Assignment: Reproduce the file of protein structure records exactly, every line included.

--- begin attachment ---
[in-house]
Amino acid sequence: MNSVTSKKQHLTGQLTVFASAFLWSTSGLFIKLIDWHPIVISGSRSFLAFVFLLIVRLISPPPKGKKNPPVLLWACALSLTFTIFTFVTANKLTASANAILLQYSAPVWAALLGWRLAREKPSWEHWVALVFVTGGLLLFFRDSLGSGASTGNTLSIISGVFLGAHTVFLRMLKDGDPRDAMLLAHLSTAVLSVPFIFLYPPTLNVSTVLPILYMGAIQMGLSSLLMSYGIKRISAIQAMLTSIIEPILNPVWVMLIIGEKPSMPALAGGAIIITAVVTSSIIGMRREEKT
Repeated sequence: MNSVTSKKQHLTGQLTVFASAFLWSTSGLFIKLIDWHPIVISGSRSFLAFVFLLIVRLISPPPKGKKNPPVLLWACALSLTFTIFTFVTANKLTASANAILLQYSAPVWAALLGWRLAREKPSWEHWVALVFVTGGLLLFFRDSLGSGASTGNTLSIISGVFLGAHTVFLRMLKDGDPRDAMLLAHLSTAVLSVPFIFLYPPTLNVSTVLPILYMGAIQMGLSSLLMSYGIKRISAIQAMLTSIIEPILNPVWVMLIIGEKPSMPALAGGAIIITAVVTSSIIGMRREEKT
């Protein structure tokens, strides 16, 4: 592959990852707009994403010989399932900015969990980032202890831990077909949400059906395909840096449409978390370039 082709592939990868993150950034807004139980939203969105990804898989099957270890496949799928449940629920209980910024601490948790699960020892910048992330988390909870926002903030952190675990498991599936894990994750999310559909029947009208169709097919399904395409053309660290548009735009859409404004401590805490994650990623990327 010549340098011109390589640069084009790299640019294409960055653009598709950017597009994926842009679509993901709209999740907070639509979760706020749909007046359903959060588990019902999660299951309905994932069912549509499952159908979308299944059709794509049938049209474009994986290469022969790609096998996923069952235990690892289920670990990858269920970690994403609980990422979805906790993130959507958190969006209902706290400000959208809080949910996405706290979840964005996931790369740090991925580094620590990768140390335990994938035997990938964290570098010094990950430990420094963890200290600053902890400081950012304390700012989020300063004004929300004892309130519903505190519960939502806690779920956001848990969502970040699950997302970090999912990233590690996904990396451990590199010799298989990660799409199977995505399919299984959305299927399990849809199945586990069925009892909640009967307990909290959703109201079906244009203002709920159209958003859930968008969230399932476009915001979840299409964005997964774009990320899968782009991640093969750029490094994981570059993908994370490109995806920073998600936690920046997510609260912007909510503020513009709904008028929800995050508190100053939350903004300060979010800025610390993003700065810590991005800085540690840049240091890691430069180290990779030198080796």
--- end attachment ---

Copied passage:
[in-house]
Amino acid sequence: MNSVTSKKQHLTGQLTVFASAFLWSTSGLFIKLIDWHPIVISGSRSFLAFVFLLIVRLISPPPKGKKNPPVLLWACALSLTFTIFTFVTANKLTASANAILLQYSAPVWAALLGWRLAREKPSWEHWVALVFVTGGLLLFFRDSLGSGASTGNTLSIISGVFLGAHTVFLRMLKDGDPRDAMLLAHLSTAVLSVPFIFLYPPTLNVSTVLPILYMGAIQMGLSSLLMSYGIKRISAIQAMLTSIIEPILNPVWVMLIIGEKPSMPALAGGAIIITAVVTSSIIGMRREEKT
Repeated sequence: MNSVTSKKQHLTGQLTVFASAFLWSTSGLFIKLIDWHPIVISGSRSFLAFVFLLIVRLISPPPKGKKNPPVLLWACALSLTFTIFTFVTANKLTASANAILLQYSAPVWAALLGWRLAREKPSWEHWVALVFVTGGLLLFFRDSLGSGASTGNTLSIISGVFLGAHTVFLRMLKDGDPRDAMLLAHLSTAVLSVPFIFLYPPTLNVSTVLPILYMGAIQMGLSSLLMSYGIKRISAIQAMLTSIIEPILNPVWVMLIIGEKPSMPALAGGAIIITAVVTSSIIGMRREEKT
């Protein structure tokens, strides 16, 4: 592959990852707009994403010989399932900015969990980032202890831990077909949400059906395909840096449409978390370039 082709592939990868993150950034807004139980939203969105990804898989099957270890496949799928449940629920209980910024601490948790699960020892910048992330988390909870926002903030952190675990498991599936894990994750999310559909029947009208169709097919399904395409053309660290548009735009859409404004401590805490994650990623990327 010549340098011109390589640069084009790299640019294409960055653009598709950017597009994926842009679509993901709209999740907070639509979760706020749909007046359903959060588990019902999660299951309905994932069912549509499952159908979308299944059709794509049938049209474009994986290469022969790609096998996923069952235990690892289920670990990858269920970690994403609980990422979805906790993130959507958190969006209902706290400000959208809080949910996405706290979840964005996931790369740090991925580094620590990768140390335990994938035997990938964290570098010094990950430990420094963890200290600053902890400081950012304390700012989020300063004004929300004892309130519903505190519960939502806690779920956001848990969502970040699950997302970090999912990233590690996904990396451990590199010799298989990660799409199977995505399919299984959305299927399990849809199945586990069925009892909640009967307990909290959703109201079906244009203002709920159209958003859930968008969230399932476009915001979840299409964005997964774009990320899968782009991640093969750029490094994981570059993908994370490109995806920073998600936690920046997510609260912007909510503020513009709904008028929800995050508190100053939350903004300060979010800025610390993003700065810590991005800085540690840049240091890691430069180290990779030198080796």